Assessment integrity. As with intervention integrity, assessment integrity is necessary in order for the data to be interpretable. Assessment integrity refers to whether or not the assessment was administered and scored correctly. For some assessments this is very easy to determine. For example, computer-based assessments are automated and will always be done correctly unless interrupted. Those assessments requiring teacher-based administration need to be done according to the published directions in order to be valid. In the case of progress data, all the scores need to be from alternate forms of the same assessment administered in the same standardized way each time. This standardization makes it possible to compare scores over time.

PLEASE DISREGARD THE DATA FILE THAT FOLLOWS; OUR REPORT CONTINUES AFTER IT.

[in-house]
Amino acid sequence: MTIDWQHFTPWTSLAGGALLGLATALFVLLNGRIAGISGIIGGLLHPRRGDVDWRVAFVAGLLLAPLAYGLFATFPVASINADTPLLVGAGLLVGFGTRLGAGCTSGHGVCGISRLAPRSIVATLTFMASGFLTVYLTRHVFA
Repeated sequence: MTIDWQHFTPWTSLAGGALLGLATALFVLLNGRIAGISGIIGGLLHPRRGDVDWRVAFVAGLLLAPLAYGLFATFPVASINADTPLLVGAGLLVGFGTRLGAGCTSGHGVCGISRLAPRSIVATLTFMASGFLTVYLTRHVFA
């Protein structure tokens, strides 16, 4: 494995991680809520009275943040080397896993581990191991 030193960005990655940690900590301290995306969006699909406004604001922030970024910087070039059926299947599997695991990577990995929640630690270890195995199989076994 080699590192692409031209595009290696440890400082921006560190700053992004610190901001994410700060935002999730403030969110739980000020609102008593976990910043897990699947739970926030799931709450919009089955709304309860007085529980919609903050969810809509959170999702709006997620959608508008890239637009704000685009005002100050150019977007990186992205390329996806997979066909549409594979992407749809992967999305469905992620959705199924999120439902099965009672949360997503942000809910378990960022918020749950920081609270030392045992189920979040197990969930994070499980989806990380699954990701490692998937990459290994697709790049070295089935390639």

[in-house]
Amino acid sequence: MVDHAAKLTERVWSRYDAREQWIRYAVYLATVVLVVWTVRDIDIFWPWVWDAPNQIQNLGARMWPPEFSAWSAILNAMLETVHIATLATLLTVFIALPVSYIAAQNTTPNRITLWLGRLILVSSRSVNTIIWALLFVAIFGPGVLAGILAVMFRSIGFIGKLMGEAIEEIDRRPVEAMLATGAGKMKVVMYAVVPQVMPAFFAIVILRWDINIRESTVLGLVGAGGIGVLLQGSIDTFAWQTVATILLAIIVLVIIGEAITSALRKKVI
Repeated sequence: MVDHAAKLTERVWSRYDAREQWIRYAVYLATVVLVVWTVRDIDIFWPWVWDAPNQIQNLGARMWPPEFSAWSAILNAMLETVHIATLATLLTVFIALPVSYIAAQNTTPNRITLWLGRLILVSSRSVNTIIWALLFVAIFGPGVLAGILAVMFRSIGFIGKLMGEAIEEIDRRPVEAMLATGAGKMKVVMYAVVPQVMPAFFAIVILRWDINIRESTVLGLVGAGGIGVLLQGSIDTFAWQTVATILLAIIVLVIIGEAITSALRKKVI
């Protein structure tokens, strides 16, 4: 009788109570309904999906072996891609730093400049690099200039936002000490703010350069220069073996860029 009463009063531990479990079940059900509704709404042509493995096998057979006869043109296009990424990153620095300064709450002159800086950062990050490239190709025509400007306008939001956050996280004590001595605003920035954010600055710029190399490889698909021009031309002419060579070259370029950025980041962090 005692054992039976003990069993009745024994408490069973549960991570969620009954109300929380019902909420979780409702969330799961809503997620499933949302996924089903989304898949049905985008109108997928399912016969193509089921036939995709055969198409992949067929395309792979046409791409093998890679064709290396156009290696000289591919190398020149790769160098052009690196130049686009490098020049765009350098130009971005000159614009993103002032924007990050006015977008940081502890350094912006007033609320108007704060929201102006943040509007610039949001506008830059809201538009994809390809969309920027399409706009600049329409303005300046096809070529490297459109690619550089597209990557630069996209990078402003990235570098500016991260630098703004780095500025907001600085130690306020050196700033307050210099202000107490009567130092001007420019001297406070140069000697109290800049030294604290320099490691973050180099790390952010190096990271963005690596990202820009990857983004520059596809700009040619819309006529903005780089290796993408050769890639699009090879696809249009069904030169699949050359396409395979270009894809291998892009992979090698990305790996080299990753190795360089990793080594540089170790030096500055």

Number of data points. Having enough data points to draw conclusions is important. With only one or two scores, it is impossible to determine if there is a trend in the data. In general, the more data points, the more reliable the information. Research about academic progress data indicates that somewhere between 9 and 12 data points are needed before the scores can be conclusive (Christ, Zopluoglu, Monaghen, & Van Norman, 2013). That said, if a smaller number of data points indicates that the student has not made any gains at all, an intervention change can be justified. Progress monitoring frequency makes a big difference in how soon data can be interpreted. If progress monitoring is done monthly, it could take 9 to 12 months before the scores can be interpreted. Compare that to the 9-12 weeks necessary for weekly monitoring. For this reason, FastBridge Learning® recommends weekly monitoring for all students.